It seems that infant schools that want to show good results at seven may take advantage of imprecise rules in the administration of key stage 1 Sats, which means their seven-year-olds appear to do better in Year 2 than children from all-through primaries. Primary schools need to show good progress between seven and 11, so they would be disadvantaged if they inflated their Y2 results.
The study, commissioned by the Department for Education and Skills'
innovation unit to look at the transition between key stages 1 and 2, found that pupils' scores on KS1 tests drop sharply between the end of Y2 and the start of Y3.
Almost one in five of the 339 children in the study gained the top grade, level 3, when they sat the writing test at the end of KS1, but when the test was repeated the following autumn, none of them reached that level.
There was also a sharp drop in the proportion achieving level 2. Scores in reading and maths also fell between the end of Y2 and the start of Y3. The difference in test scores was smaller in the two primaries than in the six junior schools. But the results improved dramatically after two terms in Y3.
John Pugh, head of Maryport junior, which took part in the research, said:
"There is probably more pressure on people in infant schools to get higher results."
This pressure on infant schools to give borderline pupils the benefit of the doubt means that baseline results used to calculate the value added by junior schools were higher than they should be, he said.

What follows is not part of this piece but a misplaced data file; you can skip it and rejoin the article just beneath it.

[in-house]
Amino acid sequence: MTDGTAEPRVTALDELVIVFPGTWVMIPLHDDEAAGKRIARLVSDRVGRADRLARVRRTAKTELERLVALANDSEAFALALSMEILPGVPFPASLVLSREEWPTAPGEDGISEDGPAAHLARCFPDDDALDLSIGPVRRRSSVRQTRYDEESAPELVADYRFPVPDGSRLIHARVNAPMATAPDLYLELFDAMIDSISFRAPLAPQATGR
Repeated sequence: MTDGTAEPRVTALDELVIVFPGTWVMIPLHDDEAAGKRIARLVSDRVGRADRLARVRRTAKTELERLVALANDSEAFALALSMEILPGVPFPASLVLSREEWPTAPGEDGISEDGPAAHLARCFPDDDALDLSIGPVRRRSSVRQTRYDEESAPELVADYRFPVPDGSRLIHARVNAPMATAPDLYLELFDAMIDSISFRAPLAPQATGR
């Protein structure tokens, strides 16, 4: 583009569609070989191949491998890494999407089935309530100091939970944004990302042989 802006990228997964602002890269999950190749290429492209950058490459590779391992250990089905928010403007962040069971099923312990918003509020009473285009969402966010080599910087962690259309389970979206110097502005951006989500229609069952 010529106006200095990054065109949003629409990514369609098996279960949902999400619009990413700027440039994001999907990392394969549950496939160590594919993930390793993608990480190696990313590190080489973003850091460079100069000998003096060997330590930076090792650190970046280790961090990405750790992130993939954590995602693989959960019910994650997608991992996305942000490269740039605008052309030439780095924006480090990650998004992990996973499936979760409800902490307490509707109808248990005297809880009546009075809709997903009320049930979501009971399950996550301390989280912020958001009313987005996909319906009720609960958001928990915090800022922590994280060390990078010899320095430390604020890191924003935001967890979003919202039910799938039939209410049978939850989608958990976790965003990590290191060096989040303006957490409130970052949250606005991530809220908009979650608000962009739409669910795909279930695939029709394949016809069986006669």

Infant schools were more likely to take advantage of rules allowing teachers to give pupils more time and adult support.
Mr Pugh said tests at the start of Y3 would provide a more accurate measure of the value added during KS2.
The report, "Transitional Regression of Primary School Pupils", says more precise tests than the Sats would be needed if the results were to be considered useful to KS2 teachers. "It would appear, from the results of the tests given, that regression due to holidays, new schools and lack of practice on test material, could not have resulted in such a dramatic regression in attainment", the report says.
"It would seem to be the process of testing which is flawed as there is an opportunity for inconsistency and the interpretation and administration of test material by different schools and different teachers within schools, which could lead to inaccuracies."